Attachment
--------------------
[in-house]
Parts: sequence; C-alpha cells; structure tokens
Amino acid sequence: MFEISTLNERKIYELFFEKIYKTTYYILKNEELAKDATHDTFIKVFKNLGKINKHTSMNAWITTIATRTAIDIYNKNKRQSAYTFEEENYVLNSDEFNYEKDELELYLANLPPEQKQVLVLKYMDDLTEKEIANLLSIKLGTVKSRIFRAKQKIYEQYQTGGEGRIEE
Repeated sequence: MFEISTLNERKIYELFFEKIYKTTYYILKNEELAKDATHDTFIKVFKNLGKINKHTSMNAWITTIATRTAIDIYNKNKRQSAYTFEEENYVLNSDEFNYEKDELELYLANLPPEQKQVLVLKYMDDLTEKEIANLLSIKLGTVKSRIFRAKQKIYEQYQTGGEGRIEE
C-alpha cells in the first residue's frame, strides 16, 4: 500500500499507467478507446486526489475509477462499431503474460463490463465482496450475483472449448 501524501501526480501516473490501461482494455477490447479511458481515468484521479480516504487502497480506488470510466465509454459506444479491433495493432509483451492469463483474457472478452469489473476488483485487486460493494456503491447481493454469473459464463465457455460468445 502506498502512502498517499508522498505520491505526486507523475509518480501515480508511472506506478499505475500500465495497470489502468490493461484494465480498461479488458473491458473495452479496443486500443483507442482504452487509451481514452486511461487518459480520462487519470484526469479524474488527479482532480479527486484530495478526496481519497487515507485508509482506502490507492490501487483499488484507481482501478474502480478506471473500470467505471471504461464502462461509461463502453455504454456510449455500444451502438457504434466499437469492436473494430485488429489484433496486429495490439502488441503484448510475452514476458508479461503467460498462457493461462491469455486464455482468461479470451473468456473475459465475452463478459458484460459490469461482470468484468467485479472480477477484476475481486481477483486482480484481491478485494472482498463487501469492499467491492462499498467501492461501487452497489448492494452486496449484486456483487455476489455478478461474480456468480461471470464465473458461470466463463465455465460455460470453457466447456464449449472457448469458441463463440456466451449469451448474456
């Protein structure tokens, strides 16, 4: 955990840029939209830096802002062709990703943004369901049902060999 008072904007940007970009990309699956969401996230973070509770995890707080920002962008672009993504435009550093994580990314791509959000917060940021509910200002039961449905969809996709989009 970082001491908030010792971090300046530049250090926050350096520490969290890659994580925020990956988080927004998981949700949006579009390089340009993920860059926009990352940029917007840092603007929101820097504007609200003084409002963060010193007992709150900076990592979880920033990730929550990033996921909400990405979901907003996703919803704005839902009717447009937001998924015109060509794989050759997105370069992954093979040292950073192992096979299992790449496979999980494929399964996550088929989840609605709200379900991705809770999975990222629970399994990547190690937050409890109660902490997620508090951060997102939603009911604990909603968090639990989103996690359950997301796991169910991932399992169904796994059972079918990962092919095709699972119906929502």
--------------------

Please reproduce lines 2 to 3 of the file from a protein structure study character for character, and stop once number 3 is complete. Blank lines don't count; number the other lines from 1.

Parts: sequence; C-alpha cells; structure tokens
Amino acid sequence: MFEISTLNERKIYELFFEKIYKTTYYILKNEELAKDATHDTFIKVFKNLGKINKHTSMNAWITTIATRTAIDIYNKNKRQSAYTFEEENYVLNSDEFNYEKDELELYLANLPPEQKQVLVLKYMDDLTEKEIANLLSIKLGTVKSRIFRAKQKIYEQYQTGGEGRIEE